Many parents are familiar with using paracetamol and/or ibuprofen to treat their child’s fever. Although these are widely used, there is only limited evidence to indicate which medi- cine or combination of medicines is best for controlling a high temperature.
Once a serious cause for the child’s fever has been ruled out, what are the management options? As fever is a natural response to infection and may confer relative advantages to the host, there is an argument for leaving it untreated.
Suppressing fever in otherwise healthy children has been thought to prolong illness, but there is little evidence to support this. There is no evidence to support the idea that leaving fever untreated in children results in their immune systems being stronger.
Argument for treatment
There are arguments for treating fever. If a previously feverish child responds well to antipyretic measures, this can help reassure both clinician and parent that a serious cause is less likely.
Many parents become worried that their child’s high temperature will lead to febrile convulsions or brain damage.
Parents’ knowledge of fever has remained poor over the past two decades with some parents classing mild fevers as serious and fixating on often inaccurate readings of temperature.
Treating the child to reduce their temperature empowers parents to feel they are doing the best for their child.
On a practical level, many parents are looking for something to help their child sleep, and improve irritability and misery, so that family and work lives can continue.
Physical methods of reducing temperature are commonly used. Removing excess clothing and encouraging a child to regularly drink fluids can reduce their temperature and keep them hydrated.
Tepid sponging is now not recommended because it may cause the peripheral circulation to constrict and inadvertently raise a child’s core temperature further.
There is an overall lack of evidence available comparing the effectiveness of physical methods of reducing fever with monotherapies.
One study showed that treating febrile children with paracetamol was more effective at controlling the temperature than physical methods and was more acceptable to parents.
We are not aware of any studies comparing ibuprofen with physical methods.
One review of studies comparing ibuprofen against paracetamol concluded that ibuprofen is more effective at reducing temperature as well having a prolonged effect at keeping the temperature down.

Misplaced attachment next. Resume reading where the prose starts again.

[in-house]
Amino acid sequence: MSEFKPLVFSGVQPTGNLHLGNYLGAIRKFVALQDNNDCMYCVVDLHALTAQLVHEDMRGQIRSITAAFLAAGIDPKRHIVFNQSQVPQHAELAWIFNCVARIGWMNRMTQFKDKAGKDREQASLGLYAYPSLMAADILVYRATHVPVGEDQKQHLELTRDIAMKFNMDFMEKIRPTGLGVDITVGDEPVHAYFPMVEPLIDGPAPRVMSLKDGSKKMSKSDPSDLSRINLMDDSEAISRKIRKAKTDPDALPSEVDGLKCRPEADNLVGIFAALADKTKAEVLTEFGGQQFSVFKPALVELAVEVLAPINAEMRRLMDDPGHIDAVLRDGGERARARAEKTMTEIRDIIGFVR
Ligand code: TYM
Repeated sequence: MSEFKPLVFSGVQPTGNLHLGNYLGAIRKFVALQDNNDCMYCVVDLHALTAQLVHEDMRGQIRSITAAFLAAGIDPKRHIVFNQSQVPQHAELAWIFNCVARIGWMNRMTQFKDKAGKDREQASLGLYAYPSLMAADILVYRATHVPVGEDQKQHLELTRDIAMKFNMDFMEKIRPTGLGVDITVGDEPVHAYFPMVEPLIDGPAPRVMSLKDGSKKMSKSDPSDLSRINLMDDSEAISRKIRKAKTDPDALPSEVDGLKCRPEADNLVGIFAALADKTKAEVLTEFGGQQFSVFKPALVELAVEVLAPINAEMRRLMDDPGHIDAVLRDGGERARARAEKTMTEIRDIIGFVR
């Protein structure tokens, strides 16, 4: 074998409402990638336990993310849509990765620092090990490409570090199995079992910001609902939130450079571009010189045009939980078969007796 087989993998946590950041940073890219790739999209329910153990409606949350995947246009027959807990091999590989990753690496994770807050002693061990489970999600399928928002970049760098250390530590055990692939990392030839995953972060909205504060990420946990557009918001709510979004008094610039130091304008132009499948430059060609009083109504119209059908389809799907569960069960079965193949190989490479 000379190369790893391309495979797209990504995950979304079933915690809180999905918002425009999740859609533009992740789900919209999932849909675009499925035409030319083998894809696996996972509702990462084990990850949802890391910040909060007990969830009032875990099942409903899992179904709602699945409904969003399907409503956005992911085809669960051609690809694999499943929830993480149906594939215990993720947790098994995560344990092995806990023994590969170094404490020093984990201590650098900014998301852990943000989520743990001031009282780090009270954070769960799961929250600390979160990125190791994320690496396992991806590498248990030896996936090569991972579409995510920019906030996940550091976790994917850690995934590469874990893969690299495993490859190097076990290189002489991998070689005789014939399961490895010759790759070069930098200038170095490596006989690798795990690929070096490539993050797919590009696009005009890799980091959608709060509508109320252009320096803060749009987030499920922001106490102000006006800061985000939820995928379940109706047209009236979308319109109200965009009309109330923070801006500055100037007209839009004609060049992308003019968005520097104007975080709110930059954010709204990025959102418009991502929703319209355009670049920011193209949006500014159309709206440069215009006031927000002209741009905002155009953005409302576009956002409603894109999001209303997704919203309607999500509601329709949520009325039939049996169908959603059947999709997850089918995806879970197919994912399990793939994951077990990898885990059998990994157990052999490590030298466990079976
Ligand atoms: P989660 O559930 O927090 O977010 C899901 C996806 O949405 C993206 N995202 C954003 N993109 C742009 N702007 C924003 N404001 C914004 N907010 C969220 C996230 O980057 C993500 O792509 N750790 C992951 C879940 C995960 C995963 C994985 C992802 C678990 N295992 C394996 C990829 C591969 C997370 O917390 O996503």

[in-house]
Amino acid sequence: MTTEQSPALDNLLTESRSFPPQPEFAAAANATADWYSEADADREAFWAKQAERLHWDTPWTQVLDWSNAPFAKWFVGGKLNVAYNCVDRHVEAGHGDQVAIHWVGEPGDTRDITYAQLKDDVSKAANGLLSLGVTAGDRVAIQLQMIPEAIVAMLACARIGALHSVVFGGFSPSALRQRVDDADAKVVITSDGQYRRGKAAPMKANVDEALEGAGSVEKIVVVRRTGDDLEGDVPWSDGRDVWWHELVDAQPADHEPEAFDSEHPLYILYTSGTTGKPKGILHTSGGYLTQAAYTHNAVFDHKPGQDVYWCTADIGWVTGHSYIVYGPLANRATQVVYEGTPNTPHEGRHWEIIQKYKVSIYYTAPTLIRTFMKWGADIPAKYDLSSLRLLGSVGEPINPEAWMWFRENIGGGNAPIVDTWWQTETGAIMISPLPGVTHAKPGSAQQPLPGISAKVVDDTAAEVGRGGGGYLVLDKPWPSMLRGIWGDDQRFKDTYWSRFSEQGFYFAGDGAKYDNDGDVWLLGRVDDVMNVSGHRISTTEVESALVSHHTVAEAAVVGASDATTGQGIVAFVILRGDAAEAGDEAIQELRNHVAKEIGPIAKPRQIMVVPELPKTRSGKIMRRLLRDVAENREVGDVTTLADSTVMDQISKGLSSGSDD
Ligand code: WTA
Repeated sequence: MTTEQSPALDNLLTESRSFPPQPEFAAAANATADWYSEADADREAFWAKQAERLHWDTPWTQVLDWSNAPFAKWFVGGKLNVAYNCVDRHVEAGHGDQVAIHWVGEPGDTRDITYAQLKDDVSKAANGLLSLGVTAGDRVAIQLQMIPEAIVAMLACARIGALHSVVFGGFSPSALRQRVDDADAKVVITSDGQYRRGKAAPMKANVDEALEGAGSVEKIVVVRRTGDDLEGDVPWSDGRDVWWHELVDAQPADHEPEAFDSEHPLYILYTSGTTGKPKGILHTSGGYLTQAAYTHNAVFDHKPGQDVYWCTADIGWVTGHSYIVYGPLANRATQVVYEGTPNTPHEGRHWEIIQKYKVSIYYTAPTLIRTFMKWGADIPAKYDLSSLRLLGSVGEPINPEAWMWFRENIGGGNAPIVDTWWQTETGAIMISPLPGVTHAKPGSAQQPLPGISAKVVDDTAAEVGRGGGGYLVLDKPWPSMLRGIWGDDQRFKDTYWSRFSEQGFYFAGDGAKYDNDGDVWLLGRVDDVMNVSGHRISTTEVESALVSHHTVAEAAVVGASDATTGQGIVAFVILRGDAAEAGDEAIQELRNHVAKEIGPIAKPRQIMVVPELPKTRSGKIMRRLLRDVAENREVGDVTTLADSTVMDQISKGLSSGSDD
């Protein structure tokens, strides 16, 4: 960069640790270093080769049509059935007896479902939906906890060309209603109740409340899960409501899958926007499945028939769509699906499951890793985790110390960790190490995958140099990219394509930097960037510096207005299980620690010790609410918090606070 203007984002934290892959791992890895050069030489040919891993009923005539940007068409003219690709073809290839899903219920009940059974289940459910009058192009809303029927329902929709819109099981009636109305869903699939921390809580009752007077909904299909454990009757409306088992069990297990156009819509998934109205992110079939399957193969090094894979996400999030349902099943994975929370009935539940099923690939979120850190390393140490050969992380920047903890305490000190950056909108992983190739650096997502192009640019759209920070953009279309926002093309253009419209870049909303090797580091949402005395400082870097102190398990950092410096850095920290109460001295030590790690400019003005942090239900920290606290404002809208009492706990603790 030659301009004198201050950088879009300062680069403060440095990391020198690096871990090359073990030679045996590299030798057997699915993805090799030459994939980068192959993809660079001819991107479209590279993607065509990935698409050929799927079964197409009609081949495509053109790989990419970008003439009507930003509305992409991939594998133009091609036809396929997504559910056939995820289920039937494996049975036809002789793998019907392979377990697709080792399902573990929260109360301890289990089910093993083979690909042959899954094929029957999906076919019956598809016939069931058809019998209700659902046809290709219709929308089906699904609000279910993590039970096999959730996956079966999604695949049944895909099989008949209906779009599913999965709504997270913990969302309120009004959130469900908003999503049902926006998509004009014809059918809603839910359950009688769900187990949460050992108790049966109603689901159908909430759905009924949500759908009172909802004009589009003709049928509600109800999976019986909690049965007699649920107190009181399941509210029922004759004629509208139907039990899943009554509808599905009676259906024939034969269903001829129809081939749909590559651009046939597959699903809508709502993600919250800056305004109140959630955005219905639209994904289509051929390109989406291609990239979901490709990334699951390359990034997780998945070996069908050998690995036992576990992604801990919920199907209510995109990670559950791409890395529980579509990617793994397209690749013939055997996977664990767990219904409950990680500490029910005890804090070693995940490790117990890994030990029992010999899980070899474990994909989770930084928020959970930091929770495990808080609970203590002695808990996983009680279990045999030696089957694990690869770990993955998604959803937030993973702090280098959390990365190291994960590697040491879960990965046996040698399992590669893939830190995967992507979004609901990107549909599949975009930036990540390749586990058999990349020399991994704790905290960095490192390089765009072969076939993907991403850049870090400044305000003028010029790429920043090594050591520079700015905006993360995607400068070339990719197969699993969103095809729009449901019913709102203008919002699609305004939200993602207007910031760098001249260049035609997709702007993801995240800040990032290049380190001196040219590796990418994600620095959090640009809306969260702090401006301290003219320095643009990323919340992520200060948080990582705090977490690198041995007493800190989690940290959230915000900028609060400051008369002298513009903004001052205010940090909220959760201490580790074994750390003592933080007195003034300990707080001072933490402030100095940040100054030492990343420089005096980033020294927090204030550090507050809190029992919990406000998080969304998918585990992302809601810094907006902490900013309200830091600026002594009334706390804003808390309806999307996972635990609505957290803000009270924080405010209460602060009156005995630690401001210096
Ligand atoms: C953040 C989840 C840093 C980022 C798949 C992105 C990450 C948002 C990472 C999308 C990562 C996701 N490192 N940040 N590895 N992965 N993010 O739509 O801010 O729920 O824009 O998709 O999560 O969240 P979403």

More recent studies have compared both ibuprofen and paracetamol in combination and singly. At first glance, the studies report some degree of benefit to using an alternating, combined treatment regimen. However, there are limitations to each study that prevent clear conclusions from being drawn.
One study looked at whether adding ibuprofen to paracetamol worked best at reducing temperature. A combination of paracetamol and ibuprofen was found to be more effective than paracetamol alone for up to two hours post-treatment but the temperature differences were not statistically significant.
A more recent study looked at whether adding paracetamol to ibuprofen worked best at returning temperature to normal levels. This study found adding a single dose of paracetamol four hours after ibuprofen reduced temperature at six hours.
Neither study investigated children’s discomfort.
Two other studies investigated a combination of paracetamol and ibuprofen compared with either therapy alone.
One study found that using both drugs resulted in only half a degree difference in temperature reduction, not a clinically significant difference.
The other study was the only one to measure discomfort and it found statistically significant and clinically important differences lasting three days in temperatures and distress scores between the alternating and monotherapy groups.
The safety profiles of the use of paracetamol and ibuprofen in children do not demonstrate significant differences when used on a short-term basis.
Although ibuprofen is not recommended for children with asthma, one large study demonstrated no increased risk of serious asthma exacerbation with short-term use of ibuprofen compared with paracetamol, so we believe these recommendations are open to challenge. Clinicians should be cautious in ibuprofen-naïve children with a history of wheeze.
Although renal failure is a rare adverse effect of ibuprofen, at least three studies have shown no difference in renal function when comparing combined or single use of paracetamol and ibuprofen.
A more widespread issue is that using both medicines alternately may mean that parents lose track of which medicines have been used, leading to an increased risk of unintentional overdosing. There is little evidence to help clinicians know which is the best treatment strategy. This highlights the need for good evidence on which guidelines can be based.